Quad City Symphony Orchestra perseveres

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Deborah Dakin, Adjunct Assistant Professor of Music, explains how COVID-19 has changed the music administration to sophomore Abigail Larson in Bergendoff Hall on September 30, 2020.

Abigail Larson

Photo Above: Deborah Dakin, adjunct assistant professor of music, explains how COVID-19 has changed the music administration to reporter Abigail Larson in Bergendoff Hall on September 30, 2020. Photo by Grace Taglia.
After the cancellation of their season in March, the Quad City Symphony Orchestra (QCSO) took the stage for the second concert in their new season on Oct. 3-4. The new season presented unexpected challenges and changes with repertoire, rehearsals and concerts, but that has not stopped the QCSO from performing
When it became clear that COVID-19 would affect their season back in March, the QCSO formed a task force consisting of board members, staff, musicians and officers from the Scott County Health Department to help make decisions about their future plans.
The task force met weekly to figure out how to socially distance both musicians and audiences . All plans were finalized through the Health Department, and the weekly meetings still continue.
Rehearsals for the QCSO are now structured differently, with string-only portions and breaks to sanitize the stage. Social distancing prevents musicians from sharing stands, which was previously done to ensure someone would always be playing when the sheet music was turned.
The number of those rehearsing has changed, too. The QCSO is composed of 88 musicians, but only 40 members can play for the fall. Because of the size difference, the music they were playing had to change.
The concert featured two string-only pieces, “Banner” by Jessie Montgomery and “Lyric for Strings” by George Walker. String arrangements were specially chosen for this concert because players could remain masked and because string instruments don’t produce any aerosols, unlike brass and woodwind instruments.
As the performance was in celebration of his 250th birthday, the other songs performed, “Coriolan Overture” and “Symphony No. 1,” were composed by Beethoven himself. The QCSO planned on playing Beethoven’s ninth symphony for this concert which would have featured the Augustana Choir. However, size restrictions forced them to switch to his first symphony, which was better suited for the new size of the group.
Despite these changes, members of the QCSO were excited to get back to playing, given that many other symphony orchestras canceled their seasons completely.
“It’s good to have figured out a way to get back on stage, cause you know the alternative isn’t something different, it’s nothing,” Marc Zyla, principal horn, orchestra personnel manager and director of education and community engagement of the QCSO, said. Zyla is also a part-time instructor of music at Augustana.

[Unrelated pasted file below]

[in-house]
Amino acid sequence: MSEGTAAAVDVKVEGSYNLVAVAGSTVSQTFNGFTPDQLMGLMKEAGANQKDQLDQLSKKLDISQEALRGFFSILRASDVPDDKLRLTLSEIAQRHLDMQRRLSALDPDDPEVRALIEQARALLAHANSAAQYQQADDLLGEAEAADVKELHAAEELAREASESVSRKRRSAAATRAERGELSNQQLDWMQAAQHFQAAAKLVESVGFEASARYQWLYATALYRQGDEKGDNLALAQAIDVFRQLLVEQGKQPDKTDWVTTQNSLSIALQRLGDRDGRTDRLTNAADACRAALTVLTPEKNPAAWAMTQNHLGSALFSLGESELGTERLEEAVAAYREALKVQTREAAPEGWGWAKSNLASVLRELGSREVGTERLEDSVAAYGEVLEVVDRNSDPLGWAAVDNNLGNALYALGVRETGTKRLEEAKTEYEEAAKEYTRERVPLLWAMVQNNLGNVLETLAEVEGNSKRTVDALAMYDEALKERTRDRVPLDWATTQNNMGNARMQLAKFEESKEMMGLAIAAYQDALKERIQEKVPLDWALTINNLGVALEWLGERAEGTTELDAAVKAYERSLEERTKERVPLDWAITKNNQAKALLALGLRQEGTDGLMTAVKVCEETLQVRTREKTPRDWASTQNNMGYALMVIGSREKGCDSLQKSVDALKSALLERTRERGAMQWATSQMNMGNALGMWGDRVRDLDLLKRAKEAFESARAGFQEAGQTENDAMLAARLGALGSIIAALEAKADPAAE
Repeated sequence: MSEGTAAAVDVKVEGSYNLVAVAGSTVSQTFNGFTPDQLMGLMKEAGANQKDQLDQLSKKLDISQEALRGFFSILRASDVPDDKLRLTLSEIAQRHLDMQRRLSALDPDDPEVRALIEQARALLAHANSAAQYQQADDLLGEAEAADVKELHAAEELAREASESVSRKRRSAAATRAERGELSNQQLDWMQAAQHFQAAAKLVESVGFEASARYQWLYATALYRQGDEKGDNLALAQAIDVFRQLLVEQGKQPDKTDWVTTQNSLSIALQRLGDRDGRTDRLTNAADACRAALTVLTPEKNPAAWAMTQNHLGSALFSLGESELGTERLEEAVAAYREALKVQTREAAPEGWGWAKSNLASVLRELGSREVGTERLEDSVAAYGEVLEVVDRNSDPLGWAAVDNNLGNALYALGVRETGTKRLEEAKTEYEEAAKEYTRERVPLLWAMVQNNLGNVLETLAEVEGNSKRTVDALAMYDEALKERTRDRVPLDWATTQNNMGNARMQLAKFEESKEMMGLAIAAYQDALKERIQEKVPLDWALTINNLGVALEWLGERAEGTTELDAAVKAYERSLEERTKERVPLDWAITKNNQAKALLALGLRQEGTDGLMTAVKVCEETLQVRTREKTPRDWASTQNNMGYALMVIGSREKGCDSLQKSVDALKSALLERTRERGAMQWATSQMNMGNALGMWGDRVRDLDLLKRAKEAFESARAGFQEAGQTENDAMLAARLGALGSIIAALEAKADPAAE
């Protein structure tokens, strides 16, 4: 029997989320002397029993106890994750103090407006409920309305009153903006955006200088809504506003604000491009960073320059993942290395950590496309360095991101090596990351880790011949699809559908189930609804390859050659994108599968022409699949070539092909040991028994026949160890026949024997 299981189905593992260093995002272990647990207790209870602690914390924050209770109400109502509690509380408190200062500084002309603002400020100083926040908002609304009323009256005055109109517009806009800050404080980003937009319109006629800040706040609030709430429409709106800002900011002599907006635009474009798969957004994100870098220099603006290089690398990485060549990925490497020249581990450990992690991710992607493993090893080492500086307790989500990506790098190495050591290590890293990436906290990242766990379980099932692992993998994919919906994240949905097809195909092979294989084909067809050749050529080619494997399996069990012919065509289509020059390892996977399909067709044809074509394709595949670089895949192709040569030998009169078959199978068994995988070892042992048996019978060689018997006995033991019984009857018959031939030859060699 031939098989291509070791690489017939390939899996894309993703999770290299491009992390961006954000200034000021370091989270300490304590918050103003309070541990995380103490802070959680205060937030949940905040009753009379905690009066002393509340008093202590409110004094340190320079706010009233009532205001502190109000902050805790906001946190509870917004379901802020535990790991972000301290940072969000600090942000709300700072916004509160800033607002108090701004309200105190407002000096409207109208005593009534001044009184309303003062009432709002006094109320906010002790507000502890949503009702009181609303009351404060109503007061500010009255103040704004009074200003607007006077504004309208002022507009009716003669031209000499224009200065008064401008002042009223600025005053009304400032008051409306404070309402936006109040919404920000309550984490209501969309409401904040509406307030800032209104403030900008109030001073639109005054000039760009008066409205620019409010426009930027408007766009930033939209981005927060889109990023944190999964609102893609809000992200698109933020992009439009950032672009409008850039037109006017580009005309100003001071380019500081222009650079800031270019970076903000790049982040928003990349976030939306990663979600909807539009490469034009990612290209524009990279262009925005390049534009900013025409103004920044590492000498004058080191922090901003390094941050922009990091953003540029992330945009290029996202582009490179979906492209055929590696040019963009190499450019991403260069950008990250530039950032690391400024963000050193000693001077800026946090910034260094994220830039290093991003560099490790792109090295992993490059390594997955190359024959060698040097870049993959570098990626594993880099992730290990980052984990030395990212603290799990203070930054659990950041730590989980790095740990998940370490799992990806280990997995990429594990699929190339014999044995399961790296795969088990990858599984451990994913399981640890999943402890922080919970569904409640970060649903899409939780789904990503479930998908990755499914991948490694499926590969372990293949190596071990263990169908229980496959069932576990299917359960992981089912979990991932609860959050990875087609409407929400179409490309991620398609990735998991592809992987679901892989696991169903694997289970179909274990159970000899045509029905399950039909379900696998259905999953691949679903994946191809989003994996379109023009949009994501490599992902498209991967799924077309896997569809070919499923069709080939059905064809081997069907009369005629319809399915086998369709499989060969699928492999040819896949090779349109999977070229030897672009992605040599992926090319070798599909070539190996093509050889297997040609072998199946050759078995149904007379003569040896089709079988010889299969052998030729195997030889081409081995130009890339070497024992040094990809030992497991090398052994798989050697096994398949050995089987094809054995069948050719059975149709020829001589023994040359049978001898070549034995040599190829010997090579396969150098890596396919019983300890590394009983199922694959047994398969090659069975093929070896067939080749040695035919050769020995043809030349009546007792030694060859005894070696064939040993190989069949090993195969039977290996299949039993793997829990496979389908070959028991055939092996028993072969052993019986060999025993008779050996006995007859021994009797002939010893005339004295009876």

Reporter Abigail Larson can be seen interviewing Marc Zyla about how the music department at Augustana has changed since COVID-19 began. This interview occurred over zoom on October 2, 2020. Photo by Grace Taglia.

Other members of the QSCO were excited that these changes allowed them to experience new things. Because of the restrictions on musician numbers, the symphony orchestra was now able to play pieces meant for smaller groups.
Sabrina Tabby, violinist for the QCSO and instructor of violin at Augustana, enjoyed the previously mentioned “Banner” especially.
“You’re used to hearing the orchestra play very proper, kind of straight-laced stuff, and this is definitely breaking those boundaries, and bringing a more reflective voice of our current times,” Tabby said.
“Banner” is a rhapsody on the Star-Spangled Banner written by Jessie Montgomery, an African-American composer also well known for her violin skills.
“Banner” and the rest of the pieces were enjoyed by a couple hundred fully-masked audience members on Saturday and Sunday and by those who watched the program online through QCSO’s Uscreen streaming channel.
In addition to masks and home viewings, performance changes included no intermission or food in the lobby, both omitted in an effort to prevent the gathering of people.
Though the new season has come with obstacles no one could foresee, the QCSO continues to make the best of their situation. Members are happy to even have the opportunity to play music together and enjoy the company of their fellow musicians.
Deborah Dakin, principal violist of the QCSO and assistant professor of music at Augustana, expressed her appreciation for the QCSO’s response to COVID.
“I have to tell you how proud I am of how this orchestra has been,” Dakin said. “They’ve really done well.”